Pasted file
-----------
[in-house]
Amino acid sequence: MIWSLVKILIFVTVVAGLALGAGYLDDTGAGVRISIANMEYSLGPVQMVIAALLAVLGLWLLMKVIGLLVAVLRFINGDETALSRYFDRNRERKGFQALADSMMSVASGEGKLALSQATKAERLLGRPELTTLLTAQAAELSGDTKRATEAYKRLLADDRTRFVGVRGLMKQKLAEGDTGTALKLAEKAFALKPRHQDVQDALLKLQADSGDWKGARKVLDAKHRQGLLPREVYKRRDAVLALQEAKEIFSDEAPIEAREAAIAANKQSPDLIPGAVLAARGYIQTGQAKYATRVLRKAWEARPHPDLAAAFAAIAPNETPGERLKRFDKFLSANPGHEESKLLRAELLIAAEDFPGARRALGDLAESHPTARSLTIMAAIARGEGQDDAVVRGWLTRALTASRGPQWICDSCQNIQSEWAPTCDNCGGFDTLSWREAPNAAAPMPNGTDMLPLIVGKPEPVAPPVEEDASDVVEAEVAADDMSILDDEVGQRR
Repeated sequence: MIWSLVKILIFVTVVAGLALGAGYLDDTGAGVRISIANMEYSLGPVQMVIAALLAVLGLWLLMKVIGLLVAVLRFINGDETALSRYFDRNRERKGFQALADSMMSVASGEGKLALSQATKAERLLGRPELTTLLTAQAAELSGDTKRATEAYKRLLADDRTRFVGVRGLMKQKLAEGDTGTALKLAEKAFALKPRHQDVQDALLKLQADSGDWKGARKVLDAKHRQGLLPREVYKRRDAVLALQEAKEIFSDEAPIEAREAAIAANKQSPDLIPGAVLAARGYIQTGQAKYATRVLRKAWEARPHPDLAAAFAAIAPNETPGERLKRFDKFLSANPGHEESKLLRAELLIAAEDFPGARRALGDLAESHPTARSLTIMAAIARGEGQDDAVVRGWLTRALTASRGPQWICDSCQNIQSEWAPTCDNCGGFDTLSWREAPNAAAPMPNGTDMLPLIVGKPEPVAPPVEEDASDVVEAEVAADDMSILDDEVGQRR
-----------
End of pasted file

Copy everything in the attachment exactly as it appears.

[in-house]
Amino acid sequence: MIWSLVKILIFVTVVAGLALGAGYLDDTGAGVRISIANMEYSLGPVQMVIAALLAVLGLWLLMKVIGLLVAVLRFINGDETALSRYFDRNRERKGFQALADSMMSVASGEGKLALSQATKAERLLGRPELTTLLTAQAAELSGDTKRATEAYKRLLADDRTRFVGVRGLMKQKLAEGDTGTALKLAEKAFALKPRHQDVQDALLKLQADSGDWKGARKVLDAKHRQGLLPREVYKRRDAVLALQEAKEIFSDEAPIEAREAAIAANKQSPDLIPGAVLAARGYIQTGQAKYATRVLRKAWEARPHPDLAAAFAAIAPNETPGERLKRFDKFLSANPGHEESKLLRAELLIAAEDFPGARRALGDLAESHPTARSLTIMAAIARGEGQDDAVVRGWLTRALTASRGPQWICDSCQNIQSEWAPTCDNCGGFDTLSWREAPNAAAPMPNGTDMLPLIVGKPEPVAPPVEEDASDVVEAEVAADDMSILDDEVGQRR
Repeated sequence: MIWSLVKILIFVTVVAGLALGAGYLDDTGAGVRISIANMEYSLGPVQMVIAALLAVLGLWLLMKVIGLLVAVLRFINGDETALSRYFDRNRERKGFQALADSMMSVASGEGKLALSQATKAERLLGRPELTTLLTAQAAELSGDTKRATEAYKRLLADDRTRFVGVRGLMKQKLAEGDTGTALKLAEKAFALKPRHQDVQDALLKLQADSGDWKGARKVLDAKHRQGLLPREVYKRRDAVLALQEAKEIFSDEAPIEAREAAIAANKQSPDLIPGAVLAARGYIQTGQAKYATRVLRKAWEARPHPDLAAAFAAIAPNETPGERLKRFDKFLSANPGHEESKLLRAELLIAAEDFPGARRALGDLAESHPTARSLTIMAAIARGEGQDDAVVRGWLTRALTASRGPQWICDSCQNIQSEWAPTCDNCGGFDTLSWREAPNAAAPMPNGTDMLPLIVGKPEPVAPPVEEDASDVVEAEVAADDMSILDDEVGQRR